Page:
The 1986 Everett’s Handtool Catalogue came from California, which I had heard was a place of decadence and desire. I carefully flipped through the pages. The schematics and detailed descriptions fascinated me.

I took the catalogue over to my cramped workbench and, page by page, flipped from electric sanders to power saws until I came to drill bits.

“It’ll take a month of Sundays if you do it that way, boy,” Clemmons said and returned to flirting with the Foley twins, a pair of overweight twenty-year-old girls who, it was rumored, liked to share their boyfriends.

I pulled the bit from my pocket and set in over many of the hundreds of illustrations, but none matched.

I put Everett’s Catalogue back with the dozens of other worn testaments to mechanical ingenuity and reexamined the plan that had wakened me this morning.

And it wasn’t that it came to me strange, from remote parts. It was just there. Fresh in my mind like the crest of a new midnight moon.

A week later I borrowed a battery-powered hand drill from Clemmons’ shop, salvaged a hollow aluminum tube about six feet long and two inches in diameter from the scrap heap out back, and returned to the exact spot on the side of the hill in the middle of the cemetery where it was difficult to be seen from every direction.

The gravestone of Linus Millard, the town’s last blacksmith, stood as a helpful marker.

I pressed the hollow opening of the tube into the soft earth directly over Melvin Connaught’s three-year-old grave. I pressed it down into the earth while rotating the tube in my hands, over and over. Every few inches I withdrew the tube and tamped out the core of earth that had collected in the bottom.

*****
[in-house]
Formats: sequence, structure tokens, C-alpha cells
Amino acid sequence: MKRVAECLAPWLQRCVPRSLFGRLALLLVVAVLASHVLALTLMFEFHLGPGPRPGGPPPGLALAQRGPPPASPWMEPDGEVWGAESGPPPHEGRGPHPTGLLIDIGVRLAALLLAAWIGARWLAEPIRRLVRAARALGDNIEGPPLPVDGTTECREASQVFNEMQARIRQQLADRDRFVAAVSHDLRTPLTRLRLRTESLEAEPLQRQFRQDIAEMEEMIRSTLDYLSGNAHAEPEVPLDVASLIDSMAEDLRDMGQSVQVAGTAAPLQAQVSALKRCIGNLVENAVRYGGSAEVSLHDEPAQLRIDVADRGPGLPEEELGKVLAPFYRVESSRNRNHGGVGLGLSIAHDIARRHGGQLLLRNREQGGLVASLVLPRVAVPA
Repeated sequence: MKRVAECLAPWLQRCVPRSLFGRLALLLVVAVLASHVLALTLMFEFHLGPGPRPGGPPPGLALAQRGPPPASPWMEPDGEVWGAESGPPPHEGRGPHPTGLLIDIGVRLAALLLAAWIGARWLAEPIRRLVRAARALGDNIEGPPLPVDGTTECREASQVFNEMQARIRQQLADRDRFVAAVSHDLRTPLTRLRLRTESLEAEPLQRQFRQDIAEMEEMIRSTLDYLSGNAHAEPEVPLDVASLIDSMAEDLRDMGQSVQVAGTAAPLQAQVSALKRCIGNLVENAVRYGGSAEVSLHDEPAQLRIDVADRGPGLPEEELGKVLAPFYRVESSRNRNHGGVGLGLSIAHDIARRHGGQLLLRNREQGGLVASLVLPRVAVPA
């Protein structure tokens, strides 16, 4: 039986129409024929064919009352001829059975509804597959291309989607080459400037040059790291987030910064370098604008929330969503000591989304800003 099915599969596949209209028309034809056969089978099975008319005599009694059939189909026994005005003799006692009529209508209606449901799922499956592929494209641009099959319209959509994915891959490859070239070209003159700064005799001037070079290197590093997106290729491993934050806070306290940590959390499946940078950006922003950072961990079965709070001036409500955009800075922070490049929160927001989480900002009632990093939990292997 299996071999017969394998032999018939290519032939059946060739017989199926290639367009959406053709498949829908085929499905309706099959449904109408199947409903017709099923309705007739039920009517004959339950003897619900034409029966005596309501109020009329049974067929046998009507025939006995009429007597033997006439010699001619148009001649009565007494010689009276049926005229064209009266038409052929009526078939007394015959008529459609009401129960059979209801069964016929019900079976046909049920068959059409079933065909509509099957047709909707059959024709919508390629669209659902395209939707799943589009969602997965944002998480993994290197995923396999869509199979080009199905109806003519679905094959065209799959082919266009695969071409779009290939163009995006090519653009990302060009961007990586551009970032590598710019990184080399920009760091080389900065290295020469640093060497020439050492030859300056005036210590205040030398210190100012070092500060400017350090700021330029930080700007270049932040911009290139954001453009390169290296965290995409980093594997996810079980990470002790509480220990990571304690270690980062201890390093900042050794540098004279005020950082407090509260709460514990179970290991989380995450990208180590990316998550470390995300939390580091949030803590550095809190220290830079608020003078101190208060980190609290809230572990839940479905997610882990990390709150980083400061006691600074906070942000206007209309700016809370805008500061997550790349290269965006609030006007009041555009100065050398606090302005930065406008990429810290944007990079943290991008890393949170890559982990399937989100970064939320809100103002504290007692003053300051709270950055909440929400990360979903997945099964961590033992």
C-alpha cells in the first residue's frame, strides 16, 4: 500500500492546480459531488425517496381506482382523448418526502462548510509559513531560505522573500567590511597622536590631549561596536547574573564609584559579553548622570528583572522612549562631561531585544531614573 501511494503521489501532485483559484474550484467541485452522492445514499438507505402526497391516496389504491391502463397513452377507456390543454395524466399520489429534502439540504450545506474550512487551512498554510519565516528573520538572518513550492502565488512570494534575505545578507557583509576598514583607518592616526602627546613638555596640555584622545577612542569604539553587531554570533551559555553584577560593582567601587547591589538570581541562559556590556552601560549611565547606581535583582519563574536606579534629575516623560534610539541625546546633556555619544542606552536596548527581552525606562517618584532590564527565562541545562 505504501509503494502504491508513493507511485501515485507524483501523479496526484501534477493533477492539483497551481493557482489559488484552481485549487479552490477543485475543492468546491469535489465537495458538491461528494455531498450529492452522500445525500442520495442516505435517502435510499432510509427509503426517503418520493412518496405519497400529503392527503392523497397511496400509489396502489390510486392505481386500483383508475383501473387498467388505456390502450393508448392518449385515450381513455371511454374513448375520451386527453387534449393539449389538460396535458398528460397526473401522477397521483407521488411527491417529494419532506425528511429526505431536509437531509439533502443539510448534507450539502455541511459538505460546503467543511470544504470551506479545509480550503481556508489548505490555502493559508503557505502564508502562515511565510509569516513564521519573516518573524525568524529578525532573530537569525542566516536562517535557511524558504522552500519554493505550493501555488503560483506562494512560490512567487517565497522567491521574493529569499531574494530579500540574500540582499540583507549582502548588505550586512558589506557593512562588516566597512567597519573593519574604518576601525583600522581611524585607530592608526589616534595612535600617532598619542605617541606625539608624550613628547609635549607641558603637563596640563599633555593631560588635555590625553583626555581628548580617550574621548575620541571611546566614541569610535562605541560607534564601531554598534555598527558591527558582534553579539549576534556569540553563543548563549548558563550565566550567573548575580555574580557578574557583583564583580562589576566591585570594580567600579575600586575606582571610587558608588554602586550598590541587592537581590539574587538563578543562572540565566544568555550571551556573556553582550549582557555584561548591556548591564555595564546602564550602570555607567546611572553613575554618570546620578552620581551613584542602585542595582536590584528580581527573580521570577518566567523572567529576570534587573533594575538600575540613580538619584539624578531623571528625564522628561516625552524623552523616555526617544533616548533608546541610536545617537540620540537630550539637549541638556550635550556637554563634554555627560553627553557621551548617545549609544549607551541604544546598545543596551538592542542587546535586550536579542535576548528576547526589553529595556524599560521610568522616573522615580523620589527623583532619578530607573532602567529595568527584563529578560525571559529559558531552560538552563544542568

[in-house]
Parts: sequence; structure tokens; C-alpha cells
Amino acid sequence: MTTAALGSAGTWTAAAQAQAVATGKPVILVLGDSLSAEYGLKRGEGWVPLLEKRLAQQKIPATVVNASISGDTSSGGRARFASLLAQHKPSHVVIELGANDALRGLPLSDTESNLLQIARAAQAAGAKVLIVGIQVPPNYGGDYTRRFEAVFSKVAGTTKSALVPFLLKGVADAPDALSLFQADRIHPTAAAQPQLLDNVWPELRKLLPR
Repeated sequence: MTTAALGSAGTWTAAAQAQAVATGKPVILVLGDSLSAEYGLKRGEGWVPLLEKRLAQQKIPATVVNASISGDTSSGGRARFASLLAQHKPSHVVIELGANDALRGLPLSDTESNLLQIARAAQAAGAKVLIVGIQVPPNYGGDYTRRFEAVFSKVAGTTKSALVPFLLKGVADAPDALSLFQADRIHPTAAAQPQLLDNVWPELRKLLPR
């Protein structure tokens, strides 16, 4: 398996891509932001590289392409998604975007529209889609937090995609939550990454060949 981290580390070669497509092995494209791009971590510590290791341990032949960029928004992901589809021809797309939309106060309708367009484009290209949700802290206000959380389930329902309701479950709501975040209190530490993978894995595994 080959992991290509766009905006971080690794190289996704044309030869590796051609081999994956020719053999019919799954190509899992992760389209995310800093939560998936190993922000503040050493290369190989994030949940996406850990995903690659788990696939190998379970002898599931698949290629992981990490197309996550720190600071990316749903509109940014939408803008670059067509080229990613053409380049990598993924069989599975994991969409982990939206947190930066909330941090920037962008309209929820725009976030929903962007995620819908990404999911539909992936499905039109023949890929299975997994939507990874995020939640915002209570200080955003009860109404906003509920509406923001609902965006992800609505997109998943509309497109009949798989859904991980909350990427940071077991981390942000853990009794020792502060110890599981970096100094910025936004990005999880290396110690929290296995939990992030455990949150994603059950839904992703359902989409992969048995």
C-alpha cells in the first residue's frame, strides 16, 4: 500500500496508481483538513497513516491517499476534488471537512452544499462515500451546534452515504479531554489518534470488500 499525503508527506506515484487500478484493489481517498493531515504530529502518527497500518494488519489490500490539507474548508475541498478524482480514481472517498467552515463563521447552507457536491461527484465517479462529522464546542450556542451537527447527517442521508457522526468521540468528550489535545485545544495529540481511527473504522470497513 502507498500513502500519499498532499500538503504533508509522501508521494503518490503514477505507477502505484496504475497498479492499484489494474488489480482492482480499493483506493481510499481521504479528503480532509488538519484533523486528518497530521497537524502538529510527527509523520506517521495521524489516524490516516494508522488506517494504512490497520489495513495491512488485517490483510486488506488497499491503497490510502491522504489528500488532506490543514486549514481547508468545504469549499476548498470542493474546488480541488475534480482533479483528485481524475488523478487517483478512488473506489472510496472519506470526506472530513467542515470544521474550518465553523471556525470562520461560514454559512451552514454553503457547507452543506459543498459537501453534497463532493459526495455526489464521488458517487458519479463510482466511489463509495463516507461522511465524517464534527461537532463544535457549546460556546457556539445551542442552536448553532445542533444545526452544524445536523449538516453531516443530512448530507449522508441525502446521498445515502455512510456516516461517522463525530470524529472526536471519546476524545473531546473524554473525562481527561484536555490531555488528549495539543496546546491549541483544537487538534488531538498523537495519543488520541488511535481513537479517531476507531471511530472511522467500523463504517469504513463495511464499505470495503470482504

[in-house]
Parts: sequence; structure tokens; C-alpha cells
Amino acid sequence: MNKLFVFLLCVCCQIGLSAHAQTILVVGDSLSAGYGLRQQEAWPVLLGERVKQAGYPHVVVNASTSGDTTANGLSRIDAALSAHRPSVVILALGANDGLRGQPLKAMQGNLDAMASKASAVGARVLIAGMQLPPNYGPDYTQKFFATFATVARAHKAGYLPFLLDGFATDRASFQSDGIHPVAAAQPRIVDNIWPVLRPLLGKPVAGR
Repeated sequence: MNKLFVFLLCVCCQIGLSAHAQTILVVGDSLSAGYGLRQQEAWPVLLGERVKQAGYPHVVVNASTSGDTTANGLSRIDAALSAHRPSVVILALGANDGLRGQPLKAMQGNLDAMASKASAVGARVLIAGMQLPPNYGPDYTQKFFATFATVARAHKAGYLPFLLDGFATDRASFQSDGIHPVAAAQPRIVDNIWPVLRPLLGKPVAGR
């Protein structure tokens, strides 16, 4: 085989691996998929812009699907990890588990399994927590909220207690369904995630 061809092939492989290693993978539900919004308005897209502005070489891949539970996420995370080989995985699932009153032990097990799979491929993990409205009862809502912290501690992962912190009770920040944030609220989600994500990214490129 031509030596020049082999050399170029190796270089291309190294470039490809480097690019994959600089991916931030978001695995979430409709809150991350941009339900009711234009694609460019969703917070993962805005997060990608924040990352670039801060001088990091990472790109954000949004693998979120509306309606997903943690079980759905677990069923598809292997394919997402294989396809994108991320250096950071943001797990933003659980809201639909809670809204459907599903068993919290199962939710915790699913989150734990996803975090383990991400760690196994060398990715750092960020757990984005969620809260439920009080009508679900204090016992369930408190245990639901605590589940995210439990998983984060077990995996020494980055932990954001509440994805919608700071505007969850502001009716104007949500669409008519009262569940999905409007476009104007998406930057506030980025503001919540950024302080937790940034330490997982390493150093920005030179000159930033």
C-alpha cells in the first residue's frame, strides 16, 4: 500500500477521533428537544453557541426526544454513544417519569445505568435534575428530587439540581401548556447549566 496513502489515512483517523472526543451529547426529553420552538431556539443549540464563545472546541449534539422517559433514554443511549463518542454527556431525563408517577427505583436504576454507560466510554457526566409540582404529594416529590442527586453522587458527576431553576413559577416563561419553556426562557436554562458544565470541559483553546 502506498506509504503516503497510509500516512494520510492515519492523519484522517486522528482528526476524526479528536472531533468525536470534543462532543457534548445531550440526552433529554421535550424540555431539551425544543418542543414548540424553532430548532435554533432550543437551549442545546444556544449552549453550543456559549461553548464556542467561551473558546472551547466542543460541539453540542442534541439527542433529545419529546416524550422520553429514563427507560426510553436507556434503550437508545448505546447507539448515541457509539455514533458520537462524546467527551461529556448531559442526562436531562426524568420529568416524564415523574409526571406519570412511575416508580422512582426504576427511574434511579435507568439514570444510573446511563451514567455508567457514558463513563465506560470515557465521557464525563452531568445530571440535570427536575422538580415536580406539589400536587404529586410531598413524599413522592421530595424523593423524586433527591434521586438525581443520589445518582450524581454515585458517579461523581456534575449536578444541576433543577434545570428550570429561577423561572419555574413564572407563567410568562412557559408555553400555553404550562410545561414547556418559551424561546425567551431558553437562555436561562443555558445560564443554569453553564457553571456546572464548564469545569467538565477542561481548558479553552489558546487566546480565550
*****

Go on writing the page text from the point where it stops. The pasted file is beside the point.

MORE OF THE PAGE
I’d never met Melvin Connaught and only learned of his death over in Rider Junction through the newspaper. He was a pharmaceutical salesman and lived with his stepfather. It was only when I saw him in my dreams, selling little red and blue pills, what the article described as amphetamines, to children that I knew he was the one.

The end of the tube was down around my knees when I felt it strike an obstruction. I pulled it up and emptied the core again.

Small rasps of wood were embedded in the bottom edge of the raw aluminum shaft. It was the coffin, and only four feet or so below the surface.

I wanted to go tell someone, anyone who would understand, but there was no one near and no one in my life who could grasp the importance of my mission.

I lived all my life this way, a kind, gentle soul living every moment in isolation and shades of failure, locked between the jaws of speechless abandon, yet infused with bubbling intentions.

“Hey, what the hell are you doing over there?”

I spun around sharply. It was Rusty Garner, the cemetery groundskeeper.

Instead of letting outright panic get the best of me, I simply raised my hands in surrender and walked toward him.

“Oh hell, man, it’s only you. You got me scared there for a second,” Rusty said. “What the hell are you doing up here?”

I shook my head and pointed to the wet stain on my knees.

“You fall?”

I nodded.

“Lost?”

I nodded again, this time with craven calculation.

“Spooky place,” Rusty said, setting his thumbs under his belt and looking down toward town. “Been up here so long, whenever I get visitors I think they’re intruding on my private property. Sounds crazy doesn’t it?”

I pointed to the path he had come up on and shook my head up and down, hoping to direct his attention away from where I had been caught.

“Come on,” he said, motioning me ahead of him, “and we’ll get you out of here.”

I walked back to town, crestfallen. I had been given a righteous task, and though the complete plan was not yet clear to me, it was mine, and it was exciting, and no one had handed it to me as a gratuity for which I was bound to be eternally beholden.